A B C D E F G H I J K L M N O P Q R S T U V W X Y Z
efficiency: The capability of the software product to provide appropriate performance, relative to the amount of resources used under stated conditions. [ISO 9126]
efficiency testing: The process of testing to determine the efficiency of a software product.
elementary comparison testing: A black box test design technique in which test cases are designed to execute combinations of inputs using the concept of condition determination coverage. [TMap]
emulator: A device, computer program, or system that accepts the same inputs and produces the same outputs as a given system. [IEEE 610] See also simulator.
entry criteria: The set of generic and specific conditions for permitting a process to go forward with a defined task, e.g. test phase. The purpose of entry criteria is to prevent a task from starting which would entail more (wasted) effort compared to the effort needed to remove the failed entry criteria. [Gilb and Graham]
entry point: The first executable statement within a component.
equivalence class: See equivalence partition.
equivalence partition: A portion of an input or output domain for which the behavior of a component or system is assumed to be the same, based on the specification.
equivalence partition coverage: The percentage of equivalence partitions that have been exercised by a test suite.
equivalence partitioning: A black box test design technique in which test cases are designed to execute representatives from equivalence partitions. In principle test cases are designed to cover each partition at least once.
error: A human action that produces an incorrect result. [After IEEE 610]
error guessing: A test design technique where the experience of the tester is used to anticipate what defects might be present in the component or system under test as a result of errors made, and to design tests specifically to expose them.
error seeding: See fault seeding.error seeding tool: See fault seeding tool.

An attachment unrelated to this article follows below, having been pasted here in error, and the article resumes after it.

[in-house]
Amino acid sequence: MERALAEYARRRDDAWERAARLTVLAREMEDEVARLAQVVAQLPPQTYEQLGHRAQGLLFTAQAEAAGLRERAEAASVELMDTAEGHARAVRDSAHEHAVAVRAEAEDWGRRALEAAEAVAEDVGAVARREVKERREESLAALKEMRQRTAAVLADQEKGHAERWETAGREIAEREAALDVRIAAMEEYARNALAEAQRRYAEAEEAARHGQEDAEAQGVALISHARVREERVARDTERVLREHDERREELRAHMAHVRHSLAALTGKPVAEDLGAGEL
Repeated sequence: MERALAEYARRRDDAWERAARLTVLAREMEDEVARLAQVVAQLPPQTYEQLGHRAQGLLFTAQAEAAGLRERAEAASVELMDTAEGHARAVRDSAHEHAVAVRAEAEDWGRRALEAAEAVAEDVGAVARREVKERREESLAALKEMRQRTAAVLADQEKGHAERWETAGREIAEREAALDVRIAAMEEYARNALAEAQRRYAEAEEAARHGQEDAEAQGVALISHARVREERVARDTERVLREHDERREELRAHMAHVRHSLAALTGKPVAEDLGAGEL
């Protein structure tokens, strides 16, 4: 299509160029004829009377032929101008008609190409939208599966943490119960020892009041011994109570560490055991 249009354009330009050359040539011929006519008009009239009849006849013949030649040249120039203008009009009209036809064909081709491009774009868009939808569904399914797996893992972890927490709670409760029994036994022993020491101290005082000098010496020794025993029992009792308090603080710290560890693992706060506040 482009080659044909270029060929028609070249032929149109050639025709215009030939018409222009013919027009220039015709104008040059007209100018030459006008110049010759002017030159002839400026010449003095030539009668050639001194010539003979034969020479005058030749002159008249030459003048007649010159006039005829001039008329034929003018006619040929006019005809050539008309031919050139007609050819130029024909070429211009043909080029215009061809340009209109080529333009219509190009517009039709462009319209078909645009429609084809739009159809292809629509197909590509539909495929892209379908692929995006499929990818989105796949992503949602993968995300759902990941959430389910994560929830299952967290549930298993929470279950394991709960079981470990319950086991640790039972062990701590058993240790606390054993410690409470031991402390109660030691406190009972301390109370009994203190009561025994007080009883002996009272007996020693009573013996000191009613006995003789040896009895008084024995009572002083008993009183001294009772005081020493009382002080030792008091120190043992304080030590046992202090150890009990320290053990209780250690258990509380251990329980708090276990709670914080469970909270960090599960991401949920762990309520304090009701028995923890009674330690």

error tolerance: The ability of a system or component to continue normal operation despite the presence of erroneous inputs. [After IEEE 610].
evaluation: See testing.
exception handling: Behavior of a component or system in response to erroneous input, from either a human user or from another component or system, or to an internal failure.
executable statement: A statement which, when compiled, is translated into object code, and which will be executed procedurally when the program is running and may perform an action on data.
exercised: A program element is said to be exercised by a test case when the input value causes the execution of that element, such as a statement, decision, or other structural element.
exhaustive testing: A test approach in which the test suite comprises all combinations of input values and preconditions.
exit criteria: The set of generic and specific conditions, agreed upon with the stakeholders, for permitting a process to be officially completed. The purpose of exit criteria is to prevent a task from being considered completed when there are still outstanding parts of the task which have not been finished. Exit criteria are used to report against and to plan when to stop testing. [After Gilb and Graham]
exit point: The last executable statement within a component.
expected outcome: See expected result.
expected result: The behavior predicted by the specification, or another source, of the component or system under specified conditions.
experienced-based technique: See experienced-based test design technique.
experienced-based test design technique: Procedure to derive and/or select test cases based on the tester’s experience, knowledge and intuition.
exploratory testing: An informal test design technique where the tester actively controls the design of the tests as those tests are performed and uses information gained while testing to design new and better tests. [After Bach]